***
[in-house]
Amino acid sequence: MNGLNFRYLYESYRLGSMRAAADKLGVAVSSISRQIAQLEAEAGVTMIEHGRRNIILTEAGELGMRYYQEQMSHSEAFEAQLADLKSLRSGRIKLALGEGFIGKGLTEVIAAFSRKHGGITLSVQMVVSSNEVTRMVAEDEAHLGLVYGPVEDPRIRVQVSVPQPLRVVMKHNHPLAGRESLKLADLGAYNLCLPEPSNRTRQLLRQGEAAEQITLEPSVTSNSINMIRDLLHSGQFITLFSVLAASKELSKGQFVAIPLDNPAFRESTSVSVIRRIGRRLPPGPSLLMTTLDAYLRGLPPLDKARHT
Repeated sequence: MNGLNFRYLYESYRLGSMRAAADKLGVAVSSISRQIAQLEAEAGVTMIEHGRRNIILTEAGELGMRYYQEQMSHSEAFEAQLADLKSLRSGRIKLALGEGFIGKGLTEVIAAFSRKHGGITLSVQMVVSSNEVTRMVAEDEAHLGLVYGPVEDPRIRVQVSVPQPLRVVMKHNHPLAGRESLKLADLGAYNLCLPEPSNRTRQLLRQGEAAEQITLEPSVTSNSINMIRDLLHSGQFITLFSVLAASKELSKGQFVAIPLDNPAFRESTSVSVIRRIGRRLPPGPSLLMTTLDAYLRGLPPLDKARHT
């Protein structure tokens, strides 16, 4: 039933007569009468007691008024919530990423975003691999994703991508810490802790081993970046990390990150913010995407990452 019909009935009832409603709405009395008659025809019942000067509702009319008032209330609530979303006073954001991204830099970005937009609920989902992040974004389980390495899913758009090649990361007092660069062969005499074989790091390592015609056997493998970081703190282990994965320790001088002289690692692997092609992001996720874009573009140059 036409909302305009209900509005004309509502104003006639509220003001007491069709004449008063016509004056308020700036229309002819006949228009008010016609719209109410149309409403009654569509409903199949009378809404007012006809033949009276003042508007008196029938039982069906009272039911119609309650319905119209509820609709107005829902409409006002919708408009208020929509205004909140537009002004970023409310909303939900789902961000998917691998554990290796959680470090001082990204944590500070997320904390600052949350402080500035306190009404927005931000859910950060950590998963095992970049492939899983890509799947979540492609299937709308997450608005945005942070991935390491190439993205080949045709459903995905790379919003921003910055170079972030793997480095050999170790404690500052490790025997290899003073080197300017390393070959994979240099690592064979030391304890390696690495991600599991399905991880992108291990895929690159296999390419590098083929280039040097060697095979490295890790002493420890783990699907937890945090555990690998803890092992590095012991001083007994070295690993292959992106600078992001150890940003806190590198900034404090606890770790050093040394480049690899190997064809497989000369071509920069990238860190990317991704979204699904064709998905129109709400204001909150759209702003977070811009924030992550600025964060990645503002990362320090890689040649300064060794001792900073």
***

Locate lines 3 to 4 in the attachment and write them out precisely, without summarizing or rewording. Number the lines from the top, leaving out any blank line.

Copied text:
Repeated sequence: MNGLNFRYLYESYRLGSMRAAADKLGVAVSSISRQIAQLEAEAGVTMIEHGRRNIILTEAGELGMRYYQEQMSHSEAFEAQLADLKSLRSGRIKLALGEGFIGKGLTEVIAAFSRKHGGITLSVQMVVSSNEVTRMVAEDEAHLGLVYGPVEDPRIRVQVSVPQPLRVVMKHNHPLAGRESLKLADLGAYNLCLPEPSNRTRQLLRQGEAAEQITLEPSVTSNSINMIRDLLHSGQFITLFSVLAASKELSKGQFVAIPLDNPAFRESTSVSVIRRIGRRLPPGPSLLMTTLDAYLRGLPPLDKARHT
């Protein structure tokens, strides 16, 4: 039933007569009468007691008024919530990423975003691999994703991508810490802790081993970046990390990150913010995407990452 019909009935009832409603709405009395008659025809019942000067509702009319008032209330609530979303006073954001991204830099970005937009609920989902992040974004389980390495899913758009090649990361007092660069062969005499074989790091390592015609056997493998970081703190282990994965320790001088002289690692692997092609992001996720874009573009140059 036409909302305009209900509005004309509502104003006639509220003001007491069709004449008063016509004056308020700036229309002819006949228009008010016609719209109410149309409403009654569509409903199949009378809404007012006809033949009276003042508007008196029938039982069906009272039911119609309650319905119209509820609709107005829902409409006002919708408009208020929509205004909140537009002004970023409310909303939900789902961000998917691998554990290796959680470090001082990204944590500070997320904390600052949350402080500035306190009404927005931000859910950060950590998963095992970049492939899983890509799947979540492609299937709308997450608005945005942070991935390491190439993205080949045709459903995905790379919003921003910055170079972030793997480095050999170790404690500052490790025997290899003073080197300017390393070959994979240099690592064979030391304890390696690495991600599991399905991880992108291990895929690159296999390419590098083929280039040097060697095979490295890790002493420890783990699907937890945090555990690998803890092992590095012991001083007994070295690993292959992106600078992001150890940003806190590198900034404090606890770790050093040394480049690899190997064809497989000369071509920069990238860190990317991704979204699904064709998905129109709400204001909150759209702003977070811009924030992550600025964060990645503002990362320090890689040649300064060794001792900073």